Italy, Spain, Greece, and some other European nations are straining to meet debt payments. Should they default, European banks that hold their bonds would suffer. Wall Street's fear is that the contagion would imperil U.S. banks that do business with those European banks.
French banks, with huge amounts of Italian and Greek government debt, are especially vulnerable. Shares in Societe Generale, France's No. 2 bank, plunged nearly 15 percent Wednesday on rumors it was teetering under the weight of debts tied to troubled Eurozone economies. The bank rejected the rumors as unfounded and irrational.
On Thursday, Societe Generale's stock recovered 3.7 percent. Most other European banks fell sharply.
Using data from European Union stress tests on 91 European banks, Fitch Ratings said direct losses of 50 percent on Greek bonds and 25 percent on Portuguese and Irish bonds wouldn't have made any of four big French banks flunk the test.
Still, investors in the United States and Europe were rattled this week by fears that French government debt was about to be downgraded by a credit-rating agency. Without France's AAA credit rating, Eurozone countries might be unable to raise the money needed to bail out their weaker neighbors.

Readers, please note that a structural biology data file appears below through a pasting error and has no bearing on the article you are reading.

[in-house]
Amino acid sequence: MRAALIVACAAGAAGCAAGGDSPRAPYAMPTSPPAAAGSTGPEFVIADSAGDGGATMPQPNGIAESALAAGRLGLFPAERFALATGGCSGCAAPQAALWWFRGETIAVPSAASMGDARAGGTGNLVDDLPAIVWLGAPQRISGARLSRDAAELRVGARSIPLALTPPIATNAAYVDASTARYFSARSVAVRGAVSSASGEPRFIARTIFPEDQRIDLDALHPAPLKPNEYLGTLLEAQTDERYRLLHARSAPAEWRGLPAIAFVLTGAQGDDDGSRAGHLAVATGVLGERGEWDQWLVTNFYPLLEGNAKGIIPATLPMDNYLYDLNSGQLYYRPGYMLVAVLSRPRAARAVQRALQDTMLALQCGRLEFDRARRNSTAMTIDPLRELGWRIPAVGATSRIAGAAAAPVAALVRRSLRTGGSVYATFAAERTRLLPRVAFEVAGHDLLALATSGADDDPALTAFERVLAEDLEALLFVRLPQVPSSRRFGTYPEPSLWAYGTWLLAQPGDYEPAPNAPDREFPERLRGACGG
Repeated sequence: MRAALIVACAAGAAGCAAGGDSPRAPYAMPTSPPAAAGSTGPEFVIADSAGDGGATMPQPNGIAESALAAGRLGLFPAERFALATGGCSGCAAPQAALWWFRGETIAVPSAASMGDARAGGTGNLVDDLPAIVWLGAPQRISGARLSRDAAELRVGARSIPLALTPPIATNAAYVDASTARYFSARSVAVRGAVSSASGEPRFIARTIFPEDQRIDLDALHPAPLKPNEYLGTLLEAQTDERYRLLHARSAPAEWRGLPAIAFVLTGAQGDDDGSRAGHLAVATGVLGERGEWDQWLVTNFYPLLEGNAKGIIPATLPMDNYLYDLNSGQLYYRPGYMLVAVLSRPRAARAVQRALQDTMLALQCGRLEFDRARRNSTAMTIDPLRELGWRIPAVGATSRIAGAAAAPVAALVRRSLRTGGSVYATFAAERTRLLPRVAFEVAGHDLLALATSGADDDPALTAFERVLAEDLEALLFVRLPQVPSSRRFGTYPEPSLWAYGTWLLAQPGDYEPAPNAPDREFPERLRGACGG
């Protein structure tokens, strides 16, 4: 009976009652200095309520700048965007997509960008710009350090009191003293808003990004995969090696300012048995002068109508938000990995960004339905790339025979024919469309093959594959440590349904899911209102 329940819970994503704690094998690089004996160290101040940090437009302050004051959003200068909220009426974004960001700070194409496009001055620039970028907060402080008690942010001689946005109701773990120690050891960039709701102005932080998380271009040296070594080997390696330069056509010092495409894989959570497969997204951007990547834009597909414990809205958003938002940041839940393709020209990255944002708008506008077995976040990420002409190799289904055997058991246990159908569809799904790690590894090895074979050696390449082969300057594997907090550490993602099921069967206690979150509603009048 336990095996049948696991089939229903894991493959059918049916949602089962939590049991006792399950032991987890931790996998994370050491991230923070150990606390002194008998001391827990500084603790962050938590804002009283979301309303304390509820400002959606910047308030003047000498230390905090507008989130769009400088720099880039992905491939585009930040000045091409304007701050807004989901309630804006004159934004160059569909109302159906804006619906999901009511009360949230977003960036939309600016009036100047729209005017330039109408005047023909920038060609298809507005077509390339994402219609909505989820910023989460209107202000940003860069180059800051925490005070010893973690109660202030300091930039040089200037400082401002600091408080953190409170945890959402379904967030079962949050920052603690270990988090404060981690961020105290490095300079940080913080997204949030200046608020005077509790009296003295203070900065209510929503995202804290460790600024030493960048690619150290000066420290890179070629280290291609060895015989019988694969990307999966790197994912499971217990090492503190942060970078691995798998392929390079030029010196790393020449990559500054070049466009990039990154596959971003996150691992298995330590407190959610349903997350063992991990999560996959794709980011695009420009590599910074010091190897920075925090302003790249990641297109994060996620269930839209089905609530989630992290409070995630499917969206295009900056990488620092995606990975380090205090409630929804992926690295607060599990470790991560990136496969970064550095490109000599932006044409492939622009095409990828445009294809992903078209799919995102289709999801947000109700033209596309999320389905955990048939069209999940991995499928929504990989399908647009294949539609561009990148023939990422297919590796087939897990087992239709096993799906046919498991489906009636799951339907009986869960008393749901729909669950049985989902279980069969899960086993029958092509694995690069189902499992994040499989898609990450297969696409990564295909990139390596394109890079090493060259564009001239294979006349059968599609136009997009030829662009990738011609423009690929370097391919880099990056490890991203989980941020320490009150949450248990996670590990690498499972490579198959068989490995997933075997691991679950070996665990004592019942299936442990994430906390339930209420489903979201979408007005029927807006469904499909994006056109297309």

What frightens investors most is the worst-case scenario - the one that struck Wall Street in 2008: That banks will stop lending among themselves because they're worried about one another's solvency. Since July 21, JPMorgan Chase's stock price has dropped 13 percent. Citigroup's has sunk 25 percent.
Major international banks are so intertwined that once they lose confidence in one another, fear spreads rapidly. And once it does, investors tend to panic and send stock markets plunging.
Rumors like the ones that pummeled Societe Generale and raised fears about France's creditworthiness are "what panics are made of," says William Longbrake, former chief financial officer at Washington Mutual and now executive in residence at the University of Maryland.
In 2008, "Banks were suddenly afraid to lend to each other because they had no trust in . . . other institutions," Longbrake said. "What happened yesterday in France is indicative of the same situation."